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Arizona Court Denies Defendant’s Appeal in Drug Case, Citing Suspicious Behavior as Grounds to Prolong Traffic Stop

In a recent case before the Arizona Court of Appeals, Division One, the defendant asked the court to reconsider the trial court’s decision to deny his motion to suppress. The defendant was originally charged with transporting a narcotic drug for sale, and he filed a motion to suppress incriminating evidence that he felt a police officer unfairly obtained. On appeal, however, the higher court disagreed with the defendant and ended up affirming the lower court’s ruling.

Facts of the Case

In the opinion, the court recounted the following facts: a detective was on patrol early one morning on the interstate when he noticed a car in his vicinity drift across the white “fog line” two times. He initiated a traffic stop, and he approached the driver and his passenger, who ended up being the defendant in this case.

The detective noticed several things about the defendant. His hands were shaky, his body was trembling, and he continuously licked his lips during the conversation. Because of the detective’s 15 years of experience in the field, he suspected that the defendant was under the influence of drugs or alcohol. The detective conducted a field sobriety test and, soon after, found several boxes in the car with “bulk drugs” for transport.

The Decision

After some additional investigation, the State charged the defendant with transporting a narcotic drug for sale. The defendant promptly filed a motion to suppress the drugs in the truck, and the trial court denied this motion. A jury later found the defendant guilty as charged, and the court sentenced him to eight years in prison.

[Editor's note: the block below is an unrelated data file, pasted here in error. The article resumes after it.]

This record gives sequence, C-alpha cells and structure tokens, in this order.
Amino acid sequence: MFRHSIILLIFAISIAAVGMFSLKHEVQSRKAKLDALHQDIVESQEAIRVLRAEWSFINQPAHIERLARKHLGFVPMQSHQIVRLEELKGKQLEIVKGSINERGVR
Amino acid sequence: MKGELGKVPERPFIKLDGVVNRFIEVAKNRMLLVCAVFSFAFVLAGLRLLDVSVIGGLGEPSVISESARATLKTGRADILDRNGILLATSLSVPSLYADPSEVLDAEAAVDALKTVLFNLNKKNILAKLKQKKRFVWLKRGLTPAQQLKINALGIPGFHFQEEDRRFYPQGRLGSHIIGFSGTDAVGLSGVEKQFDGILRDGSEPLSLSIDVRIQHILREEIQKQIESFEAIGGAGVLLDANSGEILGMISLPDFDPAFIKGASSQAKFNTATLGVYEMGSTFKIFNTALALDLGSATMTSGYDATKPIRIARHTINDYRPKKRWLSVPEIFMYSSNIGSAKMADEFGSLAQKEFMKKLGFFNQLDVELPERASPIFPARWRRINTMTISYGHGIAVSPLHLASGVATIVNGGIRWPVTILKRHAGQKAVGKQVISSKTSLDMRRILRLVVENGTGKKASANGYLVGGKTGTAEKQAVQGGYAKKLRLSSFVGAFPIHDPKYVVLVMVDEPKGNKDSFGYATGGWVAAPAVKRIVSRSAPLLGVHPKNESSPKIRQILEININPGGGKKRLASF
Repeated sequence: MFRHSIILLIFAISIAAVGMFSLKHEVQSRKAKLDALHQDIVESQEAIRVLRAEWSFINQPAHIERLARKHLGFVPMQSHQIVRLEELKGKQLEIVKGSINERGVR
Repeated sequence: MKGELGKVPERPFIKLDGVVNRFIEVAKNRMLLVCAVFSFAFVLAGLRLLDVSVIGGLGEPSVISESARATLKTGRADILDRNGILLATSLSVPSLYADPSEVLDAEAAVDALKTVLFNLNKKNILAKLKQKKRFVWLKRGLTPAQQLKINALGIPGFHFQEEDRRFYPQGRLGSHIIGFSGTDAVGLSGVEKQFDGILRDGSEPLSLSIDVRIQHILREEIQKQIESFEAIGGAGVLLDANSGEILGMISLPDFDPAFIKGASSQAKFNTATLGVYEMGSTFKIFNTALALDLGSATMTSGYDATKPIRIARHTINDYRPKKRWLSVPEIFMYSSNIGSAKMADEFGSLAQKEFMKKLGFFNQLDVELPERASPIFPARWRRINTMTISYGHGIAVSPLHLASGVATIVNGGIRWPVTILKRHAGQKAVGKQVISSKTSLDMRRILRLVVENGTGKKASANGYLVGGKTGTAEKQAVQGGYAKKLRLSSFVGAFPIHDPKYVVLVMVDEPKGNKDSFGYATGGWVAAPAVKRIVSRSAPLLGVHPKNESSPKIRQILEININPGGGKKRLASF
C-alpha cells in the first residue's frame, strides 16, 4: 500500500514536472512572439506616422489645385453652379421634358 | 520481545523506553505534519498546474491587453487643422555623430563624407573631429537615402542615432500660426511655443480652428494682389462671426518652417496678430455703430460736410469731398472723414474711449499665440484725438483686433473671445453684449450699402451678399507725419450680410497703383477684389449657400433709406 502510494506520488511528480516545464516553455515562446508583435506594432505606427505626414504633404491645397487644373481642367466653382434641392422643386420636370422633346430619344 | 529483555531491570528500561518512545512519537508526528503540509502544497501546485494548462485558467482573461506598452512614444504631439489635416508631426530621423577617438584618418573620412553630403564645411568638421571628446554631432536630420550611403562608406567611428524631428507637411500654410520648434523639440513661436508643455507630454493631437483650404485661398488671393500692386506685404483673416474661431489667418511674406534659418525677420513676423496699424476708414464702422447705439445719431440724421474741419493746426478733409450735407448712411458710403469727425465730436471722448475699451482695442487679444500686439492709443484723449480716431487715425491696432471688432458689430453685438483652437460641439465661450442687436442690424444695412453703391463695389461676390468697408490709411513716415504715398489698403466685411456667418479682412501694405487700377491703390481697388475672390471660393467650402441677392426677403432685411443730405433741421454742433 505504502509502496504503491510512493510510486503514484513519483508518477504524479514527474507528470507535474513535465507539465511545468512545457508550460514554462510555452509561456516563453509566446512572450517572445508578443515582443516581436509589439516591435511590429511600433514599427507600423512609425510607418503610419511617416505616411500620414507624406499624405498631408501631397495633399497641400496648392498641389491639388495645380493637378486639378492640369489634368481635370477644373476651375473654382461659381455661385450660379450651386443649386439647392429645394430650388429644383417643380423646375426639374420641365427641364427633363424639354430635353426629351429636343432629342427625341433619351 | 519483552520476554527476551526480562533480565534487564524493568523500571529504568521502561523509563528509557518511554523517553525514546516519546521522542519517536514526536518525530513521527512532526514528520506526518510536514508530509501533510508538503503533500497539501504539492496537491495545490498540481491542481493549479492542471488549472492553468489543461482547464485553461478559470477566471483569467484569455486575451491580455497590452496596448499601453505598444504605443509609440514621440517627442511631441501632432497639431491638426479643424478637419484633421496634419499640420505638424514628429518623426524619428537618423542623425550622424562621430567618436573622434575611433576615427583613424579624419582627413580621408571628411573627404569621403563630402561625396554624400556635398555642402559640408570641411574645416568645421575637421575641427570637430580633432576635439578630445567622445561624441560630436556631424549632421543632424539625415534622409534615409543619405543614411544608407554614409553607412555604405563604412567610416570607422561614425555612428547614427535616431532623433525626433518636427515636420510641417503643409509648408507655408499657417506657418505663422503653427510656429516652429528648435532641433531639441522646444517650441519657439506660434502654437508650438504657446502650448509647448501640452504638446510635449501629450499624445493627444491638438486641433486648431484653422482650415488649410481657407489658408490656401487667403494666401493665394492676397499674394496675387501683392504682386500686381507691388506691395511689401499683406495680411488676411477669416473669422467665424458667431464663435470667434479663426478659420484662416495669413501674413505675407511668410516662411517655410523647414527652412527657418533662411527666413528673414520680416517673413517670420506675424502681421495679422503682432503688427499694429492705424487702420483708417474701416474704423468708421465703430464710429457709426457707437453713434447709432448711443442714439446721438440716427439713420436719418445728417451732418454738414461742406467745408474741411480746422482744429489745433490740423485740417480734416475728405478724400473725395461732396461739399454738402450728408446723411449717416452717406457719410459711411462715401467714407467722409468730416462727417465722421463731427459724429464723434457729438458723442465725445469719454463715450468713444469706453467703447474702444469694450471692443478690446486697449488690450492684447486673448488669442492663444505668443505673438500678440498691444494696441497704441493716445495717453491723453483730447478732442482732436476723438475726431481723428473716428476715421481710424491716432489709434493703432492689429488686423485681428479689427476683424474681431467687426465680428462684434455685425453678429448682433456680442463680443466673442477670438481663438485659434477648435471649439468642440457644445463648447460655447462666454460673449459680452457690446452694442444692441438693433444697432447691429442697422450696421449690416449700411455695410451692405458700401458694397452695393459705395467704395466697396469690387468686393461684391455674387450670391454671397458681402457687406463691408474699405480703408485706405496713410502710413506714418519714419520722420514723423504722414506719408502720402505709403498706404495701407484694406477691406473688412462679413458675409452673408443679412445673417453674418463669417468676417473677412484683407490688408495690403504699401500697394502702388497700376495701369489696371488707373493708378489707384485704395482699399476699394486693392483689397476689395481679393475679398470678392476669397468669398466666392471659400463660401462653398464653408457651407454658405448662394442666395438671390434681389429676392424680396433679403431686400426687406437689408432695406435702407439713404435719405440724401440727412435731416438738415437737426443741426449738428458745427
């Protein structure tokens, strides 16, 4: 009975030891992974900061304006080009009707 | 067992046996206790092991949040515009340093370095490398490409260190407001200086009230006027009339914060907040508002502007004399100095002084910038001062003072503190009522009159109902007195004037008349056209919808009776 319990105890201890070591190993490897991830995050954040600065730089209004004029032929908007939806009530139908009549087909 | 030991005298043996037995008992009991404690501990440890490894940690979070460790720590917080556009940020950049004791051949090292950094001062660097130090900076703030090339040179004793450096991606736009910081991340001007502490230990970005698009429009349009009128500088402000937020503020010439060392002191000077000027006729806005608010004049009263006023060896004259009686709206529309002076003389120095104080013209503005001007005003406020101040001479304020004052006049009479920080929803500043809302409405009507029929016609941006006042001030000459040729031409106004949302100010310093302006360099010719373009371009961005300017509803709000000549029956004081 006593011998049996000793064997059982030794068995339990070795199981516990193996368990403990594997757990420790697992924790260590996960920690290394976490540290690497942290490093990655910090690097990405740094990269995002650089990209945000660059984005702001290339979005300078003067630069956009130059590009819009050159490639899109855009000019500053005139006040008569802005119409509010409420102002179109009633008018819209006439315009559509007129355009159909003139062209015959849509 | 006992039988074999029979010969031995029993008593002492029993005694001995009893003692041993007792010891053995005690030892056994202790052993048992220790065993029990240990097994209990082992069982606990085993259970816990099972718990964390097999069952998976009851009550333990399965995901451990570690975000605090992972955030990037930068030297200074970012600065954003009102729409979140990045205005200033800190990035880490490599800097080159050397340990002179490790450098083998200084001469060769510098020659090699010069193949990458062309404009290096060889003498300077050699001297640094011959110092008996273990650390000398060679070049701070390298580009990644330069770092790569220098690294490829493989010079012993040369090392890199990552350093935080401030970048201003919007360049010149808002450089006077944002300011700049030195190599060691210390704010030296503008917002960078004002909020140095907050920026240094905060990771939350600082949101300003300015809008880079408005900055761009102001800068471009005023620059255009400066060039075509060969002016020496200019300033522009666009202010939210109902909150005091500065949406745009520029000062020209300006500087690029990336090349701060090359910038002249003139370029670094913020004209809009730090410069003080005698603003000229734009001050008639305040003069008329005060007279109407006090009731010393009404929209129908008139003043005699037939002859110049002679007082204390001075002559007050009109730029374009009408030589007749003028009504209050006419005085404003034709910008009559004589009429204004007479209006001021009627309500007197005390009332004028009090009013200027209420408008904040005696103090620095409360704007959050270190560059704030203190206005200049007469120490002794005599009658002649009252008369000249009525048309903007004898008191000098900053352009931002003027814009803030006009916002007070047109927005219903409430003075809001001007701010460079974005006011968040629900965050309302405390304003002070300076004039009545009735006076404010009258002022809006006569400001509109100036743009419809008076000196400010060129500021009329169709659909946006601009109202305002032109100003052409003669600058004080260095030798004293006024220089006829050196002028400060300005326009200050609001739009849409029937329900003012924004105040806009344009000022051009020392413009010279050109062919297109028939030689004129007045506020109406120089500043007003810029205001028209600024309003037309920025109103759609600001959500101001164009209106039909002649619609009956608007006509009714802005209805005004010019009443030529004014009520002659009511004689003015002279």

On appeal, the defendant argued that the detective prolonged the traffic stop unnecessarily; that is, he kept the defendant in questioning for too long without any legal grounds to do so. The higher court considered this argument in relation to the defendant’s right to privacy under the Fourth Amendment.

Ultimately, decided the court, the detective was within his rights to prolong the traffic stop. Given the defendant’s shaky hands, trembly body, and behaviors consistent with being under the influence, the detective reasonably thought there would be grounds to investigate the situation. The court denied the defendant’s appeal, and the trial court’s order denying his motion to suppress remained in place.

Do You Need a Phoenix Drug Lawyer to Represent You in Your Legal Proceedings?

At the Law Office of James E. Novak, we understand that any criminal charges are serious charges. We have decades of experience in the field, and we understand that retaining an aggressive Phoenix drug lawyer can make all the difference in getting your charges dropped. When your freedom is on the line, you want to leave nothing to chance; and at our firm, we are proud to stand by you every step of the way.

For your free and confidential consultation with an expert Phoenix drug lawyer, give us a call today at (480) 413-1499. If you prefer, you can also fill out our online “contact us” form, which will allow an attorney to get back to you as soon as possible to discuss the details of your case.


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